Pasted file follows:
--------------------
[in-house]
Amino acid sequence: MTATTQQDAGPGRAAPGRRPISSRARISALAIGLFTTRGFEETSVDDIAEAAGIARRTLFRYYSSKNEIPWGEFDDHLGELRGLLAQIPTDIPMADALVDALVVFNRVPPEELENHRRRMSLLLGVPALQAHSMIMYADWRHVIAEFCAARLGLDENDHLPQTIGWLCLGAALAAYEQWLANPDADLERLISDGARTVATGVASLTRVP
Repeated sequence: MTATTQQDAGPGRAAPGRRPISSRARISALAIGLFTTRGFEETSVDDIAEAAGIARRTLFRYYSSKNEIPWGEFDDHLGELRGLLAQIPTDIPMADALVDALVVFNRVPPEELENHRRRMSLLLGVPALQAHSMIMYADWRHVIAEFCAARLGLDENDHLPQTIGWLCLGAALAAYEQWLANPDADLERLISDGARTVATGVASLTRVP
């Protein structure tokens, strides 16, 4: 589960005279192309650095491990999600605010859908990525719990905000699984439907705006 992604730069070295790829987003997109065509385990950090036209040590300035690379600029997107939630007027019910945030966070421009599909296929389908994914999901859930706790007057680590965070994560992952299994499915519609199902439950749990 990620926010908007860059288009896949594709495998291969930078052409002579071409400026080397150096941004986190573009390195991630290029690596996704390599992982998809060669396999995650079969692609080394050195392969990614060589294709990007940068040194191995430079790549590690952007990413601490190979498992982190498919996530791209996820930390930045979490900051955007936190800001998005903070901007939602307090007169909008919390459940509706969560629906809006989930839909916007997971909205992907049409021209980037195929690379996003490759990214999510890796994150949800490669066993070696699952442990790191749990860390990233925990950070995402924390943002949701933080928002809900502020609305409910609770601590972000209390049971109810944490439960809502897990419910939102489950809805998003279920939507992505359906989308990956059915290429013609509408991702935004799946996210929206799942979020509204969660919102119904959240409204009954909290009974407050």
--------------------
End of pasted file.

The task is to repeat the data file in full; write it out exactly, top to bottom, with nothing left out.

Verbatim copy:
[in-house]
Amino acid sequence: MTATTQQDAGPGRAAPGRRPISSRARISALAIGLFTTRGFEETSVDDIAEAAGIARRTLFRYYSSKNEIPWGEFDDHLGELRGLLAQIPTDIPMADALVDALVVFNRVPPEELENHRRRMSLLLGVPALQAHSMIMYADWRHVIAEFCAARLGLDENDHLPQTIGWLCLGAALAAYEQWLANPDADLERLISDGARTVATGVASLTRVP
Repeated sequence: MTATTQQDAGPGRAAPGRRPISSRARISALAIGLFTTRGFEETSVDDIAEAAGIARRTLFRYYSSKNEIPWGEFDDHLGELRGLLAQIPTDIPMADALVDALVVFNRVPPEELENHRRRMSLLLGVPALQAHSMIMYADWRHVIAEFCAARLGLDENDHLPQTIGWLCLGAALAAYEQWLANPDADLERLISDGARTVATGVASLTRVP
């Protein structure tokens, strides 16, 4: 589960005279192309650095491990999600605010859908990525719990905000699984439907705006 992604730069070295790829987003997109065509385990950090036209040590300035690379600029997107939630007027019910945030966070421009599909296929389908994914999901859930706790007057680590965070994560992952299994499915519609199902439950749990 990620926010908007860059288009896949594709495998291969930078052409002579071409400026080397150096941004986190573009390195991630290029690596996704390599992982998809060669396999995650079969692609080394050195392969990614060589294709990007940068040194191995430079790549590690952007990413601490190979498992982190498919996530791209996820930390930045979490900051955007936190800001998005903070901007939602307090007169909008919390459940509706969560629906809006989930839909916007997971909205992907049409021209980037195929690379996003490759990214999510890796994150949800490669066993070696699952442990790191749990860390990233925990950070995402924390943002949701933080928002809900502020609305409910609770601590972000209390049971109810944490439960809502897990419910939102489950809805998003279920939507992505359906989308990956059915290429013609509408991702935004799946996210929206799942979020509204969660919102119904959240409204009954909290009974407050």